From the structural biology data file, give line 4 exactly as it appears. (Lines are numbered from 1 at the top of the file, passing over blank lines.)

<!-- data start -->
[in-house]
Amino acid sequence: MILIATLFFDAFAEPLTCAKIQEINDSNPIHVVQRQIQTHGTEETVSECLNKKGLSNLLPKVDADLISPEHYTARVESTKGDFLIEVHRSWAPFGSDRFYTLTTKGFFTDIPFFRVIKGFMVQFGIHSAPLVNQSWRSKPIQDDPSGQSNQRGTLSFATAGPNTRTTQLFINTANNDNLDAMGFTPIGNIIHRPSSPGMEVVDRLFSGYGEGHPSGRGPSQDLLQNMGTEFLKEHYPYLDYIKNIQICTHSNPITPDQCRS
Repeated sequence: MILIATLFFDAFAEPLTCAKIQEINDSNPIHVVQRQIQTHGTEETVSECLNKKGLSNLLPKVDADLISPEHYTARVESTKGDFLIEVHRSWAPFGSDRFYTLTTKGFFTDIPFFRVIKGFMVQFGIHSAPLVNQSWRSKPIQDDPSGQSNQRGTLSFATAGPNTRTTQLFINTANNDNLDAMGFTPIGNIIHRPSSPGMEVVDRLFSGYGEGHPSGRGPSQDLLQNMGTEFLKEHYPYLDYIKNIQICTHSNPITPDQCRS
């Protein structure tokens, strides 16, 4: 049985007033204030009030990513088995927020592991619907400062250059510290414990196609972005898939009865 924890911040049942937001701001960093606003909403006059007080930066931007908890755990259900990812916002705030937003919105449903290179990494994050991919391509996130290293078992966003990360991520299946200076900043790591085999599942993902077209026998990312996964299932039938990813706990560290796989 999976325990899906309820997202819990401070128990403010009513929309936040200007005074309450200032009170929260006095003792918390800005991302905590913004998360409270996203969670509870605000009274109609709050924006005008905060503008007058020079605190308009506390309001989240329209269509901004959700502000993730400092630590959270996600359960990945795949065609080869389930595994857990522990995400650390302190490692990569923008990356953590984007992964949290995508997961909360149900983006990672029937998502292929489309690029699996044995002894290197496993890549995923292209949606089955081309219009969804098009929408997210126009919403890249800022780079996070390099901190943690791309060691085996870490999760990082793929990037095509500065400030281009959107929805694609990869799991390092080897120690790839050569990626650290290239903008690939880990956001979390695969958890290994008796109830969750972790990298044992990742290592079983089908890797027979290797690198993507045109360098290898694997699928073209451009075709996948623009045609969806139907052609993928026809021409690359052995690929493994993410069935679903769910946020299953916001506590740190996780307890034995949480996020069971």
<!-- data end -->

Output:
């Protein structure tokens, strides 16, 4: 049985007033204030009030990513088995927020592991619907400062250059510290414990196609972005898939009865 924890911040049942937001701001960093606003909403006059007080930066931007908890755990259900990812916002705030937003919105449903290179990494994050991919391509996130290293078992966003990360991520299946200076900043790591085999599942993902077209026998990312996964299932039938990813706990560290796989 999976325990899906309820997202819990401070128990403010009513929309936040200007005074309450200032009170929260006095003792918390800005991302905590913004998360409270996203969670509870605000009274109609709050924006005008905060503008007058020079605190308009506390309001989240329209269509901004959700502000993730400092630590959270996600359960990945795949065609080869389930595994857990522990995400650390302190490692990569923008990356953590984007992964949290995508997961909360149900983006990672029937998502292929489309690029699996044995002894290197496993890549995923292209949606089955081309219009969804098009929408997210126009919403890249800022780079996070390099901190943690791309060691085996870490999760990082793929990037095509500065400030281009959107929805694609990869799991390092080897120690790839050569990626650290290239903008690939880990956001979390695969958890290994008796109830969750972790990298044992990742290592079983089908890797027979290797690198993507045109360098290898694997699928073209451009075709996948623009045609969806139907052609993928026809021409690359052995690929493994993410069935679903769910946020299953916001506590740190996780307890034995949480996020069971």